Tasmania, Day 5, 10/03/08
Unlike the previous Tasmania posts, this one is actually written back home with the hindsight of a week passing by and under pretty boiling conditions of rising mercury. It's a good test of memory, so let's go with a summarized account of what I remember from that last day of ours in Tasmania, exactly a week ago.
The most notable element of our last day in Tasmania was Dylan finally appearing to be substantially better. To quote Lionel Richie, he slept all night long (all night!). It made a huge difference; we felt alive again. And to celebrate our rejuvenation, we decided to dedicate our last day to the ex-convicts area of Port Arthur.
Port Arthur is a peninsula type area (the area is actually called the Tasman Peninsula). Because it's connected to the mainland through a very narrow stretch of land (the width of a standard road), it was used by the British as a special prison to host the nastier of Australian convicts back in the convicts' era (which by most countries' standards of history would be fairly recent). The area's main features are some great beaches, a national park, and a museum type exhibition of the old convicts' camp.
We didn't have time to any of those. We basically just drove around, had ourselves a lunch, and stopped at the very basic lookouts to admire the view. And there was definitely much to admire: the views were quite spectacular! I didn't expect much of the area after my sister told me she found it quite depressing, but it appears she just took a tour of the camp whereas we drove around. The area was the most spectacular and approachable of the Tasmanian areas I have seen so far, and it reaffirmed my impression that Tasmania is some sort of an inferior New Zealand lying just an hour's flight away from us.
The place we had lunch at was selling postcards, which reminded me that my dear friend Haim used to collect postcards sent from different places all over the world. Being that Haim is a Looney Toons fan, he would have probably loved a postcard from Tasmania, or so I thought. So I started the acquisition workflow on one of them postcards; quickly enough, however, I remembered that Haim didn't give me his new address after he moved and that he knows I don't have his address. So there went the postcard notion.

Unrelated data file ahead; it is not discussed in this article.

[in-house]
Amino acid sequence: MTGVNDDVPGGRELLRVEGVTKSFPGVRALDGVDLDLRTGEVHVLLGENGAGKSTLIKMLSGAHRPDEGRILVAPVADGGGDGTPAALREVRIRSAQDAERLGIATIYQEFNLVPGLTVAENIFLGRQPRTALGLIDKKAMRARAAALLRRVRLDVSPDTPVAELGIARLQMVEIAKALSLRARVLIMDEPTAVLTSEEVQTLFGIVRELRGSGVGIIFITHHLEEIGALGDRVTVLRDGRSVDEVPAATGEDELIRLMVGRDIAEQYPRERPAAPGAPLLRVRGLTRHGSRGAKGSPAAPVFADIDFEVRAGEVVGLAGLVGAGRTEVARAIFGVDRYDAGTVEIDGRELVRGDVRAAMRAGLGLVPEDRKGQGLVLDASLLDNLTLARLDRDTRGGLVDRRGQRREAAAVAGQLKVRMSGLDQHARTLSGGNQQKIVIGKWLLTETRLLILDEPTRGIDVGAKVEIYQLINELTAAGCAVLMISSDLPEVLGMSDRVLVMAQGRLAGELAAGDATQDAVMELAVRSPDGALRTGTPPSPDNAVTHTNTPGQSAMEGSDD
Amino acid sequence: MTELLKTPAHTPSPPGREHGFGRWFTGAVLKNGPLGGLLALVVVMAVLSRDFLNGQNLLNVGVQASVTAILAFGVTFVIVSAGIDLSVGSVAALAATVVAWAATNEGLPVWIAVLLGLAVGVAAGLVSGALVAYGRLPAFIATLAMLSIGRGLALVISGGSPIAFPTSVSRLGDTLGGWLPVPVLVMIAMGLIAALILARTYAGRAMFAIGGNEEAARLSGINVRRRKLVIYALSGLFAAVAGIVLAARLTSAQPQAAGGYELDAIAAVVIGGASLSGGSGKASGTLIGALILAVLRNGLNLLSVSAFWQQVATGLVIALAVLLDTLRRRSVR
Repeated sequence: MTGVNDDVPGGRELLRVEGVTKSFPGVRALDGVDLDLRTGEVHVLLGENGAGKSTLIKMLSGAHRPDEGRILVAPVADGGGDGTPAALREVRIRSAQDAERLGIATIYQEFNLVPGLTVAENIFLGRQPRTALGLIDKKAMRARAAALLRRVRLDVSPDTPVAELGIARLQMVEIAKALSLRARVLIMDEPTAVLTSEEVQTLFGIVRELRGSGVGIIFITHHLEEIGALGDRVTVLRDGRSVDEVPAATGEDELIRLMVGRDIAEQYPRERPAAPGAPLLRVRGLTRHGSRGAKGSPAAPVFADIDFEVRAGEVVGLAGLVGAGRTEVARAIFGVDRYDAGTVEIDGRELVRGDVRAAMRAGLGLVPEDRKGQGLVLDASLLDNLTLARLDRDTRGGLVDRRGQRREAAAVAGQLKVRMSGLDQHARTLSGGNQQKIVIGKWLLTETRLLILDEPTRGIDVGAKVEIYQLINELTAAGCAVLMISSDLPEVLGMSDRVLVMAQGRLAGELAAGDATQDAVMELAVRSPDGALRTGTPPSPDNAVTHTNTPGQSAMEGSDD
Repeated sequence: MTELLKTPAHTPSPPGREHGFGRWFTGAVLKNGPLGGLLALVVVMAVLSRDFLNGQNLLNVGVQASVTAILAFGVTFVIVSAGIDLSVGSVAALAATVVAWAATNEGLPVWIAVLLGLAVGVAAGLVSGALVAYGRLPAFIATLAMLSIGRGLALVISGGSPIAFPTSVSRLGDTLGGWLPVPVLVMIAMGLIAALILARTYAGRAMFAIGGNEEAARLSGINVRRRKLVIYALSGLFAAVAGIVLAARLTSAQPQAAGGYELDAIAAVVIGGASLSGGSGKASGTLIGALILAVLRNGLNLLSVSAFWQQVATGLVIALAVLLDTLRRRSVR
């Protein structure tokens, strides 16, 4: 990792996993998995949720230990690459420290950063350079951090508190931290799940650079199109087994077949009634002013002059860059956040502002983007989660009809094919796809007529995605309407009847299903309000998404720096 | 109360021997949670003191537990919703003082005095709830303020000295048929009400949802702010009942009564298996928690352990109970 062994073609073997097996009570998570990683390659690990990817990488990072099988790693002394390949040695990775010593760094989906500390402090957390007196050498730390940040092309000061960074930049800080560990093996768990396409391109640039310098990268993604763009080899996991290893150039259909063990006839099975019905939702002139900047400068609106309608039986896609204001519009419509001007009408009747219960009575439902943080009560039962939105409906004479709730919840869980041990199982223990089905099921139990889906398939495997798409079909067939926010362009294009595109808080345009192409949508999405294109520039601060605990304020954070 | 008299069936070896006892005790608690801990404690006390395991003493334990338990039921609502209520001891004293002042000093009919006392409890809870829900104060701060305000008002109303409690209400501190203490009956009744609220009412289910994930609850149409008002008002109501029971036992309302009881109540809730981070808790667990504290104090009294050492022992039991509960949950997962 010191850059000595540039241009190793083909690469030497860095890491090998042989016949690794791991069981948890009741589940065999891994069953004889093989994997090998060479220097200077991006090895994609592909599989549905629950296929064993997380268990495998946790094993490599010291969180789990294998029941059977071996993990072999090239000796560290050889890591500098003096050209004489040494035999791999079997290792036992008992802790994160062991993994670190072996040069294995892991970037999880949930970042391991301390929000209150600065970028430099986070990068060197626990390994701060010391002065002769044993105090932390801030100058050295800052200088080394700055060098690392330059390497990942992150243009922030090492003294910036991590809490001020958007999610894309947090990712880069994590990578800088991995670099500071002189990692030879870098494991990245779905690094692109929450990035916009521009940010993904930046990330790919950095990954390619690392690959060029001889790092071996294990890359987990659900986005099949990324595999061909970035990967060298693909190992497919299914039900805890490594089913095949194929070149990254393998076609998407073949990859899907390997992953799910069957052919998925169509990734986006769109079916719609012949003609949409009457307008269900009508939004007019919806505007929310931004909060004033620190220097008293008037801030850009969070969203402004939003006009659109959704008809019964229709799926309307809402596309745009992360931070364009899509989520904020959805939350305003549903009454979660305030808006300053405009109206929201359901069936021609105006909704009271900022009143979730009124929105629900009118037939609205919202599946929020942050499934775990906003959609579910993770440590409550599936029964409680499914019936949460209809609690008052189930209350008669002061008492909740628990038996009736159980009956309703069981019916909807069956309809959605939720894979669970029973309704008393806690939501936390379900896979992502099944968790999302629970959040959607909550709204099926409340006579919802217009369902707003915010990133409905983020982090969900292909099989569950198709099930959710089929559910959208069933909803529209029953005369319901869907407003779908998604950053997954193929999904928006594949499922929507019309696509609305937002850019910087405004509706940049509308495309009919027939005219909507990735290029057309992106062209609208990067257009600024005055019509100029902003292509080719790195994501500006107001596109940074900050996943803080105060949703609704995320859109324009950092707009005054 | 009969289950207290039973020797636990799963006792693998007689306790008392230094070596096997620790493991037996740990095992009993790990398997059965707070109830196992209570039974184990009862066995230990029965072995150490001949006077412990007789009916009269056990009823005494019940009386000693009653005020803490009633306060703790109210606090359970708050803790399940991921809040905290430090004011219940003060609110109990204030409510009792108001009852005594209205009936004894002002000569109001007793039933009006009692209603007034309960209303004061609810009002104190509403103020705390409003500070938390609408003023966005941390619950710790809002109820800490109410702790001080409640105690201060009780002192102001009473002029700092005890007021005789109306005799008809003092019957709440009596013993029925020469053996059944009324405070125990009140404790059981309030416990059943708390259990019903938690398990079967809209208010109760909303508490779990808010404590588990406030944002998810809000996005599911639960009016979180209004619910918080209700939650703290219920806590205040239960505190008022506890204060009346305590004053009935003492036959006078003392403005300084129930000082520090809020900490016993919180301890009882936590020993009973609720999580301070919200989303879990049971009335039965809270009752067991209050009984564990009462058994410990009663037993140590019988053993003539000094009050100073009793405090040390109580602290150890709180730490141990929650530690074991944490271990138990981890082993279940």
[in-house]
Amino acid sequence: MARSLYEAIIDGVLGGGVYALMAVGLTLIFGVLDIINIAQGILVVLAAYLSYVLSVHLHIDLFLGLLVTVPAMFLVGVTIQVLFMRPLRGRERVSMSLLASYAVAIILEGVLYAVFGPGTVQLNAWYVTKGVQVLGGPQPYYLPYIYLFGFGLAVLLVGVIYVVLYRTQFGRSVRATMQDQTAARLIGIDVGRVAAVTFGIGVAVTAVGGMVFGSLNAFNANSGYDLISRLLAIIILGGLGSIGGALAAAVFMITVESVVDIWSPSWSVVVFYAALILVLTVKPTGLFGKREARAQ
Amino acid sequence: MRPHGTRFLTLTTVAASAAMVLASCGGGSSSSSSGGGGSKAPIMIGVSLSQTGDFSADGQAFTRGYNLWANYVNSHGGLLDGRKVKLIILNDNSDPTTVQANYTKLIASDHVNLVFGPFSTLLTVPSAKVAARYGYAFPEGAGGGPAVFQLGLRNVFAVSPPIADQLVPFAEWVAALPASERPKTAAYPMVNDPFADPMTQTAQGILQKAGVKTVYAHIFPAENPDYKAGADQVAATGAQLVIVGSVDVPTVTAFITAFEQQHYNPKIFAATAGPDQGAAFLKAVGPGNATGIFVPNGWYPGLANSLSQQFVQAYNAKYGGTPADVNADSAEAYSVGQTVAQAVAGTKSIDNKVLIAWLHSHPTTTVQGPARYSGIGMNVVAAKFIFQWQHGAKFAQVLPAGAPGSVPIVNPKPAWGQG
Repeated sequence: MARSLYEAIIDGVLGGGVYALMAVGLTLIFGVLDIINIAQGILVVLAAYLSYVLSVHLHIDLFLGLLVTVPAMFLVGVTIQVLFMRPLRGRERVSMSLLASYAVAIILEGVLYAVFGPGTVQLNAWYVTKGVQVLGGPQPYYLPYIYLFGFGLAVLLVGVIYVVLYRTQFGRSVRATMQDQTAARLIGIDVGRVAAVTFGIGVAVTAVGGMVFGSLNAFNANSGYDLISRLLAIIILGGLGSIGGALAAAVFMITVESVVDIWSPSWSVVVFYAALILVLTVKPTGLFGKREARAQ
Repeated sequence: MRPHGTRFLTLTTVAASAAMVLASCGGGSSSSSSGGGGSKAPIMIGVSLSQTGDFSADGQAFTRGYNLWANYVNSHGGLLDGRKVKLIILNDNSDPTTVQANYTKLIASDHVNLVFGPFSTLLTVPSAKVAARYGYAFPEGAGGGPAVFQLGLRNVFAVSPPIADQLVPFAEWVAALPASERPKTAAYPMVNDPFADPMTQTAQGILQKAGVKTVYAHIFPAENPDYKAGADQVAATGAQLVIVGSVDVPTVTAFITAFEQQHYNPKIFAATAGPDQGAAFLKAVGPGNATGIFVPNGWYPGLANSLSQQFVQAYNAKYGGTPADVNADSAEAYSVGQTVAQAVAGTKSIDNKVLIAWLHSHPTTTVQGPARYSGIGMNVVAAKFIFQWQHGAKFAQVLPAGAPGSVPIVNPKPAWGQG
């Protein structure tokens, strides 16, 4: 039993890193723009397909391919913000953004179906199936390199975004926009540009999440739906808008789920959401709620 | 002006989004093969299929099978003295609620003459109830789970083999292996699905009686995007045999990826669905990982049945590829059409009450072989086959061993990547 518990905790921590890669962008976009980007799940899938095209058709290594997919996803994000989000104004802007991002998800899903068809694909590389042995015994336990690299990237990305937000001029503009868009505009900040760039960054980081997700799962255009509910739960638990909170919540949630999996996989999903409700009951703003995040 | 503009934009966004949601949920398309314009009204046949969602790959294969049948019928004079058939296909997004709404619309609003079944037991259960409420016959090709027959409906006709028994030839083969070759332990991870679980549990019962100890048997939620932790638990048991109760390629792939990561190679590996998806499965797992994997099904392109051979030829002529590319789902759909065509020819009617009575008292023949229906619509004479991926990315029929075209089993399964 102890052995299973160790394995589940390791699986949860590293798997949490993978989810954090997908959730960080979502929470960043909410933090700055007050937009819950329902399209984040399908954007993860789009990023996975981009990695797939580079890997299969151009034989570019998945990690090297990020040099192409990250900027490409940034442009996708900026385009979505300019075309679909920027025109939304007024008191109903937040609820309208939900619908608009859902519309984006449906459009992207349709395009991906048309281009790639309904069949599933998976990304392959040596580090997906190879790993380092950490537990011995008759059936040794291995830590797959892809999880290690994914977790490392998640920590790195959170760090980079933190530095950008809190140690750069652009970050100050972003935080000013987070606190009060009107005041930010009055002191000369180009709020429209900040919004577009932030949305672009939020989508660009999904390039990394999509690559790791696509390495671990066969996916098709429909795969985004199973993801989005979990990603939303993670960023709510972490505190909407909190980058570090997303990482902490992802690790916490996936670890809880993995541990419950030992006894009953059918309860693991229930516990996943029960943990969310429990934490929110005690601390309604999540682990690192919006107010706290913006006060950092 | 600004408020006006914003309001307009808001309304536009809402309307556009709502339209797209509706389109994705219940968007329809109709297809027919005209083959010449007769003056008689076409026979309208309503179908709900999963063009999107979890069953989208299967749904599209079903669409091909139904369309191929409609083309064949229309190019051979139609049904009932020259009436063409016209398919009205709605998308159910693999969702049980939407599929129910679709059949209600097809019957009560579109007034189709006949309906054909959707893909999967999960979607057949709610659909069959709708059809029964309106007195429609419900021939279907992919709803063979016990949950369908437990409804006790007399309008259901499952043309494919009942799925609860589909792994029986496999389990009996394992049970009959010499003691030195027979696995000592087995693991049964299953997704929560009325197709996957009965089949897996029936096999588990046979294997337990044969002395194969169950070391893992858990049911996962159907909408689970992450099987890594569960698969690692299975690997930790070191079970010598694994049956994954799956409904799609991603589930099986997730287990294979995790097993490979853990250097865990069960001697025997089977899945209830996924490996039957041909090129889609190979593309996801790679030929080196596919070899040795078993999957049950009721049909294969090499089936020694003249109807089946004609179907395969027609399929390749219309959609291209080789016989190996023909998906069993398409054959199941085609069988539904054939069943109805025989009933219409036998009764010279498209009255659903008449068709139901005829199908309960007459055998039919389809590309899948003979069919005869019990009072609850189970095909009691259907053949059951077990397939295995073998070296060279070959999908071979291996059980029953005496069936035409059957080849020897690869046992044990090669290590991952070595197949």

In typical fashion we were a bit behind on getting to the airport, having extended our drive around the peninsula. Before getting to the airport, we had to stop at a gas station to fill the tank the way you do before returning a rental car. We approached the airport through the town of Sorell, some 20 kilometers from Hobart. According to the map given to us by the rental company, the place has three gas stations, and shortly after you leave it there's another. But then it was time for the day's drama: the first gas station was closed; the second was open, but the third was a BP and we get discounted gas at BP, so I drove onwards. Alas, the BP was also closed, so we continued to the last gas station. That last station had such a massive queue that in order to join the queue we would have had to block the roundabout next to it. So we had to bite the bullet and either do a u-turn or pay the penalty.
Avis charged us a $35 gas fine. At least they didn't say anything about the nice scratch I've added to the front spoiler...
The flight was OK, given circumstances, and home was nice to be back in. So was the CR-V, which we sort of learnt to appreciate even more during the trip (although I will restate how deeply I fell in love with the Tiptronic gear). Since returning, though, Melbourne has been so boiling hot that I do my best to avoid the desktop, which means that I hardly got to process the trip's photos so far and blogging was minimized, too.
The most dominant memory I take from Tasmania is roadkill: Tasmanian roads are so full of dead marsupials that driving feels like going to the zoo. Allow me to venture that they don't clear them off the roads, which might explain the CSI like condition some of the bodies are in. For the record, the only Tasmanian Devil we saw during the trip was a roadkill one.
The lessons from our first away mission trip with Dylan are simple: take it easy, plan for extra simplicity, get a room with a bath, get an extra room for the baby, brace yourself for the flights, and most of all - try to avoid taking a sick baby with you.